Asia’s key trading partner economies are expected to contract sharply, the US by 6% and Europe by 6.6% in 2020. China’s growth is expected to decline from 6.1% in 2019 to 1.2% in 2020. Overall growth in Asia is expected at 0% for 2020, the worst in 60 years, including the global financial crisis of 2008 and the Asian crisis of 1997.
According to recent reports, the Chinese economy is gradually recovering. A second shock could, however, destroy demand, industrial and supply chains as well as the domestic capital markets. Many of these economies in Asia will have overburdened healthcare systems, leading to millions of deaths.
A V-shaped Recovery Isn’t Likely
Market analysts believe a second round of infections will plunge global markets down by 34% from the February 2020 highs. The market will transition to a deep bear territory for the rest of the year, well into 2021. Over 52% of fund managers surveyed by BofA Securities said that a second wave is the biggest tail risk for all markets, and it could lead to permanently high levels of unemployment, disintegration of the European Union (EU) and systemic credit risks.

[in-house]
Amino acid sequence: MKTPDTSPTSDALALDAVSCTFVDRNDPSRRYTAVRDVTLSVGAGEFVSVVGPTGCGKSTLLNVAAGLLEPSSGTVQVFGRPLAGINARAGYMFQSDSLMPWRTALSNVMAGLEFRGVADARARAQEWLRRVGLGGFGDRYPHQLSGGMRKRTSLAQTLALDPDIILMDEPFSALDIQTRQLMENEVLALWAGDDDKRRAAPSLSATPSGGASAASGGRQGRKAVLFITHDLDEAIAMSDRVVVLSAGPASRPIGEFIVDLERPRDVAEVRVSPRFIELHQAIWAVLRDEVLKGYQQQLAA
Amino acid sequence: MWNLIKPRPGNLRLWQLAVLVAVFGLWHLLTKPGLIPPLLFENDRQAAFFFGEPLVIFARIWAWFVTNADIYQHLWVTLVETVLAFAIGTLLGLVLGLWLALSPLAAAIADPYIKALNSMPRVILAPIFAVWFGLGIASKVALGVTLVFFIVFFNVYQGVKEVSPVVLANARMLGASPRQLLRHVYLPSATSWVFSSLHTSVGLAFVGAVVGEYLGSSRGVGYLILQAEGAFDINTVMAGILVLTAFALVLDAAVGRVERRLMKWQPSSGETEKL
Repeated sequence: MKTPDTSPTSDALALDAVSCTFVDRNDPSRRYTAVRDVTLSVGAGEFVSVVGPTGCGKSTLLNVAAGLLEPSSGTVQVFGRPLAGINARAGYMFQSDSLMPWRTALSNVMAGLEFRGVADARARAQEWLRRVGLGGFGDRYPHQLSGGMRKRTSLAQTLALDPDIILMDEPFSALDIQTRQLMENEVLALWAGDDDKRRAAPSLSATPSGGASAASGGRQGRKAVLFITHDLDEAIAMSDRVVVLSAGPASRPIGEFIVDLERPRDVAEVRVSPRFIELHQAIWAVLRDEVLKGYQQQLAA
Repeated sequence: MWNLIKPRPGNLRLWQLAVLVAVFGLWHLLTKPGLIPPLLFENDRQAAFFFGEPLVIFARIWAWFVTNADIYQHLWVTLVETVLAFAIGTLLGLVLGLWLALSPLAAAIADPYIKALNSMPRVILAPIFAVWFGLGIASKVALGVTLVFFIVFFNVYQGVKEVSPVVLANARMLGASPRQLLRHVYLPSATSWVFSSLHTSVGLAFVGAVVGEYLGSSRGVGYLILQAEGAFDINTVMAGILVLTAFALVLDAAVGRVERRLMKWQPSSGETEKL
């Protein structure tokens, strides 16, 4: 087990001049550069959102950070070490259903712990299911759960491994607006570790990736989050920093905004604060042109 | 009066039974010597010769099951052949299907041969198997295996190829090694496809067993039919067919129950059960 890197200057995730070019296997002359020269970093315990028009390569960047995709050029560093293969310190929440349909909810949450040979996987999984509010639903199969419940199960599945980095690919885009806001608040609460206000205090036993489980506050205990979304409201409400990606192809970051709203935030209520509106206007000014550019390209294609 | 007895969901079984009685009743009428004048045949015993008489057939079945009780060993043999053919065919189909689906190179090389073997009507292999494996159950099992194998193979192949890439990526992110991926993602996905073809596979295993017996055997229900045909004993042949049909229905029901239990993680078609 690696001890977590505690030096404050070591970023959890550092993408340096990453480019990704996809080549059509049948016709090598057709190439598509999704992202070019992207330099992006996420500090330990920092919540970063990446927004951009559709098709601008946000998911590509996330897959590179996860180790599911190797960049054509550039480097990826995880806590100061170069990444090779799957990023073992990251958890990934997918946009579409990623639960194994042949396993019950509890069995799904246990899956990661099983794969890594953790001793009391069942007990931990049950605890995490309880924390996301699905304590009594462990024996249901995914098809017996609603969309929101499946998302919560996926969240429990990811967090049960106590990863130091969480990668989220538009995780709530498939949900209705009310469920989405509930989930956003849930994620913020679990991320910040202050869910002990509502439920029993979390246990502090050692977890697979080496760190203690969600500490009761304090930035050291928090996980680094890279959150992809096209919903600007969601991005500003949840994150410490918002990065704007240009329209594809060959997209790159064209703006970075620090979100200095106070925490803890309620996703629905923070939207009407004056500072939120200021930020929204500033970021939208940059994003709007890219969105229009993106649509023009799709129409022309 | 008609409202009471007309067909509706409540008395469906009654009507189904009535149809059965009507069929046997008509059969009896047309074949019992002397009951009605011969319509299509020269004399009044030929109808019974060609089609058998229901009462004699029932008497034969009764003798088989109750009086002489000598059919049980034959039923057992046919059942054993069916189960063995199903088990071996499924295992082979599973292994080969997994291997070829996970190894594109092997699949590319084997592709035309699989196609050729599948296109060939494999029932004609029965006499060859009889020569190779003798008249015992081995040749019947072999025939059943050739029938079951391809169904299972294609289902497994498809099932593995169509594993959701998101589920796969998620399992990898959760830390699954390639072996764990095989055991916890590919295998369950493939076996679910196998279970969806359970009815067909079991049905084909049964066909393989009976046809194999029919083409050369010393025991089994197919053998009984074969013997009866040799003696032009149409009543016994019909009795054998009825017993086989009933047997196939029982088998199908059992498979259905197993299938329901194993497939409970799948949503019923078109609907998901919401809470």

This flouts all the possibility of a V-shaped recovery, which was until now touted as the best-case scenario. Under V-shaped recovery, global GDP levels recover slowly by the end of 2020, and while the economy doesn’t get back to where it should have been, it eventually reaches there.
A second wave of outbreak will most likely lead to an L-shaped recovery, where the global GDP reaches a level not seen since the 1929 Great Depression. Initial central bank and fiscal reforms don’t reach small businesses, which are pushed to close down as credit lines dry up. Any signs of recovery might not emerge until mid-2021.
Right now, a vaccine is the only hope for a delayed V-shaped recovery by Q4 2020. The pattern of this virus and its spread still remains an enigma for researchers and anything is possible in the near future. A vaccine could take up to 18 months or longer before it reaches the masses. Traders now need to consider their risk management strategies, as volatile markets seem to be here to stay.